She pulled at James again and moved him a few inches but she could no longer feel her hands and feet, her limbs seemed strange attachments no longer belonging to her. Her thoughts were slowing and she couldn’t think of what to do. She tried to be logical, snow piling thickly on her shoulders and head… soon she’d be invisible. The light from the car veiled in snow was fading… Someone passing wouldn’t even see them, see the small mounds in the snow.

If I stay here I’m going to die. James is going to die anyway, but I’ll die with him… If only I can get to the house …

Tears began to trickle, warm, then cold, then icy…

She pulled at James again; if she could just get him out of the water, wedge him safely somehow… but it was hopeless.  Ismène stood and immediately fell over, got to her feet and screamed for help… then sunk back to James who had slipped again.

They’d met on a night out with mutual friends… Instant attraction, instant relationship, instant love? Did she love James? No, actually, but maybe one day…

She was very weak now and becoming sleepy. She tried to take James beneath the arms with the blocks of wood she knew were her hands… She pulled him but could no longer tell whether she was shifting him. The ice on the surface of the pond was covered with snow falling relentlessly in feathery lumps.

 Ismène yelled again but her voice was tiny… There was a rabbit in a clown’s costume. But it was a dream, a delusion… A dog wandered around looking for its head, glasses perched on the end of its curly tail.

People were singing… People… There were people.

“Help! Help me!!”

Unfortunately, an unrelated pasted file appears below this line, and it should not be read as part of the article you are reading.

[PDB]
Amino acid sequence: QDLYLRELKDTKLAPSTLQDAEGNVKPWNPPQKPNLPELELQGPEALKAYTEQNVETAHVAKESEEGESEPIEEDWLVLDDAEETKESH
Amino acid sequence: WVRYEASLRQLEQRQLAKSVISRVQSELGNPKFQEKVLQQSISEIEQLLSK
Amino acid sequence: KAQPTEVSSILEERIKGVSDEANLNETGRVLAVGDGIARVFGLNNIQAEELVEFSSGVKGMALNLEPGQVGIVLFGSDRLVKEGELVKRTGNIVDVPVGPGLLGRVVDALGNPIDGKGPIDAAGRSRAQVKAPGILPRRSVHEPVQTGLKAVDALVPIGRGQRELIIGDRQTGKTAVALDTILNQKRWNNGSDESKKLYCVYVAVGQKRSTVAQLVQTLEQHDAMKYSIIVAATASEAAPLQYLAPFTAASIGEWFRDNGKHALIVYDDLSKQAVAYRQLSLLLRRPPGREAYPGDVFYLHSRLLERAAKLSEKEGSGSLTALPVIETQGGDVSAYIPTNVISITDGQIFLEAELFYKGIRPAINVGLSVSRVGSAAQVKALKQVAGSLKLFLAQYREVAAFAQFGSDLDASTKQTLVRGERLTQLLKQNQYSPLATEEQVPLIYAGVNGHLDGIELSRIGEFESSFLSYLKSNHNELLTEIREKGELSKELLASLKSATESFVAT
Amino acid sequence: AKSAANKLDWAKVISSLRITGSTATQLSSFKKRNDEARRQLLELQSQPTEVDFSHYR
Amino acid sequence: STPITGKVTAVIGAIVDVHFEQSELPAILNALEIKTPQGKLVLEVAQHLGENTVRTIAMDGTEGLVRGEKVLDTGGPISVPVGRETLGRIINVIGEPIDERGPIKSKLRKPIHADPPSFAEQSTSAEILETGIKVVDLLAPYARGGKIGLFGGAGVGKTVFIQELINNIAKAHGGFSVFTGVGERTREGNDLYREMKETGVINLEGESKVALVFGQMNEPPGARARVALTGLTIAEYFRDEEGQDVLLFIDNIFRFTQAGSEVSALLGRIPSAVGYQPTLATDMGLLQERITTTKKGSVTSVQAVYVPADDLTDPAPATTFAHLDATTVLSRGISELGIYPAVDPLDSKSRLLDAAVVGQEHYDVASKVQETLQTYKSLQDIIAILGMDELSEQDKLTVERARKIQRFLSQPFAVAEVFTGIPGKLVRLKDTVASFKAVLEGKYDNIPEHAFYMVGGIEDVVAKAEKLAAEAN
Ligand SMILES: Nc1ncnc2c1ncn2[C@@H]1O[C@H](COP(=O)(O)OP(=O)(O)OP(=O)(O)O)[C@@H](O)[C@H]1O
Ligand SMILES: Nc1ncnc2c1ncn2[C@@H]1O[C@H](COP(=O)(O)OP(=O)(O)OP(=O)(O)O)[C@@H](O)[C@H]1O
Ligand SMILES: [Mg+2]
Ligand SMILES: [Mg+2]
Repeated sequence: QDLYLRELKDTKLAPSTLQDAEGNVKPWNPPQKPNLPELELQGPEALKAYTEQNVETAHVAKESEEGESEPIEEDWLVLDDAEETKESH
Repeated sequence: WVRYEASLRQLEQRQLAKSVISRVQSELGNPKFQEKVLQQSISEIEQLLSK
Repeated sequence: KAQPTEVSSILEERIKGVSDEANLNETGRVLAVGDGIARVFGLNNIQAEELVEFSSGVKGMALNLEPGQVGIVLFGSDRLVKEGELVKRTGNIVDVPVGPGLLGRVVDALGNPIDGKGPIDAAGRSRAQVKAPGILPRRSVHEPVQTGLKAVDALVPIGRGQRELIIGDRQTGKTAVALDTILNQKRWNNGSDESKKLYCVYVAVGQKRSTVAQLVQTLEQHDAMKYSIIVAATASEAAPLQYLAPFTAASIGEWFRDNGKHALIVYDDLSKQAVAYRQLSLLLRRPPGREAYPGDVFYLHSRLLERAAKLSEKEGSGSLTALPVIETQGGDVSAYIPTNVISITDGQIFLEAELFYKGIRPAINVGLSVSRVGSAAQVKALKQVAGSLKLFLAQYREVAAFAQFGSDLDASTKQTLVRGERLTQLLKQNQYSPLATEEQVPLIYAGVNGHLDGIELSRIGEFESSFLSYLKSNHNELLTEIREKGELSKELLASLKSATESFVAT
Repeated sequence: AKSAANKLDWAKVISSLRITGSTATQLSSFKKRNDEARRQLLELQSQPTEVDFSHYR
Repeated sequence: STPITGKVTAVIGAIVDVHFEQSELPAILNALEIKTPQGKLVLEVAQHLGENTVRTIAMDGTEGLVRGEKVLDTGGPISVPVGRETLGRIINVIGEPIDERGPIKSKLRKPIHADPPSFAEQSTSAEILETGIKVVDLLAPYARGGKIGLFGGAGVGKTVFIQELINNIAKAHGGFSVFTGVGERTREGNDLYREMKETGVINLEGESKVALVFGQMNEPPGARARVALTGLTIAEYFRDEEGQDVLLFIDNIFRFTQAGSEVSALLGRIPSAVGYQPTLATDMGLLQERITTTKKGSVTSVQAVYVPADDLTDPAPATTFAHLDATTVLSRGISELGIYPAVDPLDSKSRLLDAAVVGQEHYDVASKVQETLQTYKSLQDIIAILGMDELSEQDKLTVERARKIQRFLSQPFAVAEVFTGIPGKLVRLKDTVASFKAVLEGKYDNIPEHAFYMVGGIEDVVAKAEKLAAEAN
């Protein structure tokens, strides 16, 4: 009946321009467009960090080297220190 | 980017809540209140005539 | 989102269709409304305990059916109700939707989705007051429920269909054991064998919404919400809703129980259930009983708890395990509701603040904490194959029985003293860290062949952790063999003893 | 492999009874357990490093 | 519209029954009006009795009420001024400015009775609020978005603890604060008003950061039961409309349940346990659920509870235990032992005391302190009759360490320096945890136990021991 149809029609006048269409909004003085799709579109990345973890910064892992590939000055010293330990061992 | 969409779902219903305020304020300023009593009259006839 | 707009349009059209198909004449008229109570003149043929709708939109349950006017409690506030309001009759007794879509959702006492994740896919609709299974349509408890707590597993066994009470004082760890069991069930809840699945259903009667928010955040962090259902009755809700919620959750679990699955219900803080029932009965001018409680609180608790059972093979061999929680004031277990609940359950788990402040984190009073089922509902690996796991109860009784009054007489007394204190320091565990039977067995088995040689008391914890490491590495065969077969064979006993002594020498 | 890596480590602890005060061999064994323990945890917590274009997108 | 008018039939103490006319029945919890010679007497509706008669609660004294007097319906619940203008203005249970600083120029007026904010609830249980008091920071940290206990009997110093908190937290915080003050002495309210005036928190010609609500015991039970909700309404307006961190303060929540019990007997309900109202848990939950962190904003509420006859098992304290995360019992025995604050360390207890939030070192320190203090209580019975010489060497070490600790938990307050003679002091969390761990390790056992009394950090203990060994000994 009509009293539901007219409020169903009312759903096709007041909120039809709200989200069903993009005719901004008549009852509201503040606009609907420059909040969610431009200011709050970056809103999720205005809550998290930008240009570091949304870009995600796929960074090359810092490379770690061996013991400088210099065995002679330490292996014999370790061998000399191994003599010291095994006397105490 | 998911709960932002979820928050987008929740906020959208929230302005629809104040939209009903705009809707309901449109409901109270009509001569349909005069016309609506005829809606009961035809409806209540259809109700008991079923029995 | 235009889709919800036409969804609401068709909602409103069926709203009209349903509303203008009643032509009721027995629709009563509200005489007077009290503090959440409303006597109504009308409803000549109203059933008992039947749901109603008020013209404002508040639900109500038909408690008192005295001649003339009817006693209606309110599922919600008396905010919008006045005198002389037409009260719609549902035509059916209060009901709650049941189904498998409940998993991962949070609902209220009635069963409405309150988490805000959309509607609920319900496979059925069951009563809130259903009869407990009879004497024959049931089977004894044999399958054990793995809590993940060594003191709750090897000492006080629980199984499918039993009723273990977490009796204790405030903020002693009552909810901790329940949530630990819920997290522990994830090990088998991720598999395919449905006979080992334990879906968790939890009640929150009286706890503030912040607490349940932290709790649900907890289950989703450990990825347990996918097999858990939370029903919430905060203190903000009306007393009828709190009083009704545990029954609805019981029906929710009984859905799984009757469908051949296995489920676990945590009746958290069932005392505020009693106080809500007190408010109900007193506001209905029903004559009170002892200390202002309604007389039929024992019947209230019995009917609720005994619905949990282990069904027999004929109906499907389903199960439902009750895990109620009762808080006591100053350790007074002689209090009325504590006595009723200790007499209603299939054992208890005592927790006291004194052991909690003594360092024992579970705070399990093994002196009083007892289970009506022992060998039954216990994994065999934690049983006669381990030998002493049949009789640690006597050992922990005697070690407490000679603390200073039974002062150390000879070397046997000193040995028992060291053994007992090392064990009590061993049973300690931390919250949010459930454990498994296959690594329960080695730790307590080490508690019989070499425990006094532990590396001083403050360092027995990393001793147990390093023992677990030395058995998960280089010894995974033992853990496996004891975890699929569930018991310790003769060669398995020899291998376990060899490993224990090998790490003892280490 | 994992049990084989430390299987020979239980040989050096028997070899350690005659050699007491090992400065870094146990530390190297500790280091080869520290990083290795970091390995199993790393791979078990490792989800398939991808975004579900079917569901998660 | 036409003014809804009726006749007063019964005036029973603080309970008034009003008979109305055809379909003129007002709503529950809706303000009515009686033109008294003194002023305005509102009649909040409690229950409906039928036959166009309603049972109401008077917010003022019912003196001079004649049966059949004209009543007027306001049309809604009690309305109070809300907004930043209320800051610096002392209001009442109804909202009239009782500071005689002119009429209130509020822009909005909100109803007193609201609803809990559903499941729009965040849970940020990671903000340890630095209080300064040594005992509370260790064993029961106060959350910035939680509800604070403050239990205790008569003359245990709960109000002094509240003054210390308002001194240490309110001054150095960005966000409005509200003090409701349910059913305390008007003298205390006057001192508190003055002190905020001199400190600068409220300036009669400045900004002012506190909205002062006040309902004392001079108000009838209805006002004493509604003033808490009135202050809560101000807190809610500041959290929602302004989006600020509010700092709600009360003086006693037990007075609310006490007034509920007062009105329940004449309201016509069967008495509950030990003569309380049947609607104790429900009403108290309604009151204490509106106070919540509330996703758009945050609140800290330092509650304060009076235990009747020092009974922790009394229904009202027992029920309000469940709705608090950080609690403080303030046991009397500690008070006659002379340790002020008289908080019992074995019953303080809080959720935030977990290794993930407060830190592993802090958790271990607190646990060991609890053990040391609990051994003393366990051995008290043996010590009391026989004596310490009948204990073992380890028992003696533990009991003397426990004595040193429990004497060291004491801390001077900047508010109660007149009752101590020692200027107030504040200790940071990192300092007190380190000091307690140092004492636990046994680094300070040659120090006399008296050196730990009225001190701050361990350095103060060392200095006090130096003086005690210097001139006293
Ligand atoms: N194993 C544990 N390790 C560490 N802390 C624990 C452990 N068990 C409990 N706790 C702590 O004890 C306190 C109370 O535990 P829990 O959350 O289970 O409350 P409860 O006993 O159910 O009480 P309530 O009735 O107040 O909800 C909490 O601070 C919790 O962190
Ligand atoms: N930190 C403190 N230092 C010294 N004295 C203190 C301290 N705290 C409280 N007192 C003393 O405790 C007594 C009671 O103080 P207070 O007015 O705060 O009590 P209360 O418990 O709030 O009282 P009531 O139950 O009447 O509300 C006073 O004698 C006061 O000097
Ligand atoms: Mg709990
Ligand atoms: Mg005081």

And there were snowmen walking across the pond, they were playing music or maybe they were just singing ‘Last Christmas’… It would be her last Christmas….

 Ismène was hallucinating, and she knew it. She bent her face to James but couldn’t feel his skin against hers, her cheeks and nose and mouth numb. Was he unconscious? Was he dead? How could it happen so quickly?

Oh for fuck’s sake if I’m going to die let me die now, don’t drag out this misery! She shouted, or maybe the words were only in her head. If she slid into the water… She was no longer cold, there was no pain… James slipped an inch and somehow she dragged him back.

The snowmen were back, walking through the night towards her, still singing…

One of the snowmen was bending down, brushing snow from her face, lifting her into his arms… But it wasn’t a snowman, it was Orson Welles.

Then more people were with her and lifting her and carrying her up to a warm car. She tried to say something about James, tell them about James, but her voice was frozen in her throat.

If you want to know what happens next, here’s a link:


O Autumn, laden with fruit

When the nights creep  in earlier and earlier and we draw the curtains and turn on or light the fires, that’s when reading poems is most satisfying – especially if it’s cold and nipsome outside. Autumn is slipping away and winter is approaching, but the trees are still stunning especially when the sun catches bronze and golden leaves and crimson fruit and berries… And this is what we think of snuggled in at home with the dark and the cold outside, we think of the lovely days we’ve had with the splendid turn of season colours.